Brian Corbett: “Glamping” and tiny houses are interesting trends. For owners of land who want a low-impact use for a period of five to 10 years before they build or decide how to use it, tented or other portable accommodations can allow them to create an entire hotel/resort experience without building anything permanent. It’s a creative way to test concepts on land rather than letting it sit idle, and it preserves value for the future while the owner raises money or figures out the best use.

Fair: Wellness is a big trend. There are potential development models that combine multifamily housing with hotel or resort elements and other uses centered on wellness. For example, in Jacksonville, Florida, one of the council’s members is working on a development called the District, a mixed-use project that includes a hotel, for-sale condominiums, and rental housing, but the theme of health and wellness is what’s tying them all together.

Tiny, portable houses can allow property owners to use their land to provide accommodations for several years while planning its permanent use and raising funds for construction. (Texaspixelpro/istock.com)

What are best practices for incorporating technology in the hospitality industry?

Corbett: Many in the hospitality industry are targeting millennials by moving away from personalized authentic experiences to more technology-enabled experiences. But I think that’s not really what people want. They want technology to enhance their lives. Baby boomers are also big consumers of technology—as long as it’s simple to use and understand. If you’re only targeting millennials, you might miss some opportunities with older generations. And allowing members of different generations to interact in the same place is a good thing.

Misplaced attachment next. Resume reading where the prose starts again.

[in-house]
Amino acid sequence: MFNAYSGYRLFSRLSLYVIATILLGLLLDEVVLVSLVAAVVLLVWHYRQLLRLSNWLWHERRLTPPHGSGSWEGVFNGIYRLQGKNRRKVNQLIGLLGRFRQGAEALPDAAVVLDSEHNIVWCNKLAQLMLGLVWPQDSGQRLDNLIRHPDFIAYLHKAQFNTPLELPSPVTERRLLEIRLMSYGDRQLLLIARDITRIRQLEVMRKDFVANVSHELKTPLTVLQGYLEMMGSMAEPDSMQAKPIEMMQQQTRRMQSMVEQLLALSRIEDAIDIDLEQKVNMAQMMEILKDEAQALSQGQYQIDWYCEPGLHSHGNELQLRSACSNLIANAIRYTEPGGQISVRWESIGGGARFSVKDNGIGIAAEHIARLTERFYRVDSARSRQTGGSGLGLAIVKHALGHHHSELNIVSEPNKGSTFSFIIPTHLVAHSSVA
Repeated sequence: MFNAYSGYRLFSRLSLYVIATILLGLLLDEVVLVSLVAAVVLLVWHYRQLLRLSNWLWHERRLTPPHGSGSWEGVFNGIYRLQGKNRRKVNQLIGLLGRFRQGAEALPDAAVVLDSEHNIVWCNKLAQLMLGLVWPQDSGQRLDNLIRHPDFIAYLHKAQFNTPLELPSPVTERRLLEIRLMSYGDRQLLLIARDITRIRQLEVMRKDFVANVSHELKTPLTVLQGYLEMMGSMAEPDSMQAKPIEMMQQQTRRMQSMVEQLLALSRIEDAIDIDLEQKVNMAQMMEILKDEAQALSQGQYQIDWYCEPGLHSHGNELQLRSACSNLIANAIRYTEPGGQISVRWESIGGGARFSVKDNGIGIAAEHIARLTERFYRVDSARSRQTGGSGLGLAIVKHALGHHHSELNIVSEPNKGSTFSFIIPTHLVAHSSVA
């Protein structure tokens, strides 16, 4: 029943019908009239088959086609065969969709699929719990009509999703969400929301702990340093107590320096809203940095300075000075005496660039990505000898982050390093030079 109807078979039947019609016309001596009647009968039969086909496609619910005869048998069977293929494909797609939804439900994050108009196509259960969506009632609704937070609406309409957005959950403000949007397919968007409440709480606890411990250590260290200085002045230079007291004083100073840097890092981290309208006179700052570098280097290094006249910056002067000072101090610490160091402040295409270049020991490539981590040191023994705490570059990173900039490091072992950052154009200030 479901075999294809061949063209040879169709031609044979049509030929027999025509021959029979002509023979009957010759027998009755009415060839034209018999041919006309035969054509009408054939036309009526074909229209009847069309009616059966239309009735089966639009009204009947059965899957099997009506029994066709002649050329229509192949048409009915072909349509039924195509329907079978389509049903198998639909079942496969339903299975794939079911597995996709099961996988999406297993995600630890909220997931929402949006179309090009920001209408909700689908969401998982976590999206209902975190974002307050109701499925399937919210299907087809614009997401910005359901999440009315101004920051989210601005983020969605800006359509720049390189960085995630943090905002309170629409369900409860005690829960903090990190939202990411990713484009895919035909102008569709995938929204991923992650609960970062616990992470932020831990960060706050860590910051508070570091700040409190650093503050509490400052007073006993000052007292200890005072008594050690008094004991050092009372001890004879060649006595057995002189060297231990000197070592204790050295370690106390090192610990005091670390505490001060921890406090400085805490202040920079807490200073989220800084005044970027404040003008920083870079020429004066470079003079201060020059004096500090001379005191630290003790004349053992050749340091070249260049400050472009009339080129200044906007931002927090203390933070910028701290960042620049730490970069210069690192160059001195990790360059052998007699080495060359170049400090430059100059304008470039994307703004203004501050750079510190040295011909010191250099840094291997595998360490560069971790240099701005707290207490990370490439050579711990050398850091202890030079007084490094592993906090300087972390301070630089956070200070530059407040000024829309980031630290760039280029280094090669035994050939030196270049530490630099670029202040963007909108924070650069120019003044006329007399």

Zimmermann: The changes in technology are really exciting. Those who are going to be successful in the future have to embrace constantly changing technologies—everything from how you find out about a travel experience or product, to how you book it or buy it, to how you access guest services. But you need to provide technology to the comfort level of your market. One segment of the travel market is very apps driven: they’re on their phones, they don’t want to interact with a person, they want to just get stuff done. For another segment, the connection to a person is critical. You want the option to call a person and they will take care of everything that you need. It’s about adjusting the level of technology to the desire of your market.